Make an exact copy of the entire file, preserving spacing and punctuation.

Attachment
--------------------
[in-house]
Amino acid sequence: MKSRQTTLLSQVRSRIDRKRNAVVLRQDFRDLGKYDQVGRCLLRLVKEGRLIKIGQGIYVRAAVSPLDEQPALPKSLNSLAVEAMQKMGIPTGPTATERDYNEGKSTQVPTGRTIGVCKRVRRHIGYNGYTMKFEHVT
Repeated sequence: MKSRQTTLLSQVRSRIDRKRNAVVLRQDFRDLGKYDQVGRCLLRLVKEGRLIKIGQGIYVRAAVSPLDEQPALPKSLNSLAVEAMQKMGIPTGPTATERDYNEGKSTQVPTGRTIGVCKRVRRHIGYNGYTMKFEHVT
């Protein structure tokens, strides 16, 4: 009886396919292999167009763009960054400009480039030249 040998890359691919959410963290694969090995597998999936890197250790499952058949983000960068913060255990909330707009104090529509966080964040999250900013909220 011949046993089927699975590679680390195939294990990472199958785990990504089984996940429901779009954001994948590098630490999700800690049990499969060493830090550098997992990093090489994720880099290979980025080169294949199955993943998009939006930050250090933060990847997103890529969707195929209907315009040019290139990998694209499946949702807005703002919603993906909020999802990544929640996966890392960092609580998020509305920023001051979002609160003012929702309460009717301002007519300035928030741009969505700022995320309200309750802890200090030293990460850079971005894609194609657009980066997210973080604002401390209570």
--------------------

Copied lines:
[in-house]
Amino acid sequence: MKSRQTTLLSQVRSRIDRKRNAVVLRQDFRDLGKYDQVGRCLLRLVKEGRLIKIGQGIYVRAAVSPLDEQPALPKSLNSLAVEAMQKMGIPTGPTATERDYNEGKSTQVPTGRTIGVCKRVRRHIGYNGYTMKFEHVT
Repeated sequence: MKSRQTTLLSQVRSRIDRKRNAVVLRQDFRDLGKYDQVGRCLLRLVKEGRLIKIGQGIYVRAAVSPLDEQPALPKSLNSLAVEAMQKMGIPTGPTATERDYNEGKSTQVPTGRTIGVCKRVRRHIGYNGYTMKFEHVT
């Protein structure tokens, strides 16, 4: 009886396919292999167009763009960054400009480039030249 040998890359691919959410963290694969090995597998999936890197250790499952058949983000960068913060255990909330707009104090529509966080964040999250900013909220 011949046993089927699975590679680390195939294990990472199958785990990504089984996940429901779009954001994948590098630490999700800690049990499969060493830090550098997992990093090489994720880099290979980025080169294949199955993943998009939006930050250090933060990847997103890529969707195929209907315009040019290139990998694209499946949702807005703002919603993906909020999802990544929640996966890392960092609580998020509305920023001051979002609160003012929702309460009717301002007519300035928030741009969505700022995320309200309750802890200090030293990460850079971005894609194609657009980066997210973080604002401390209570």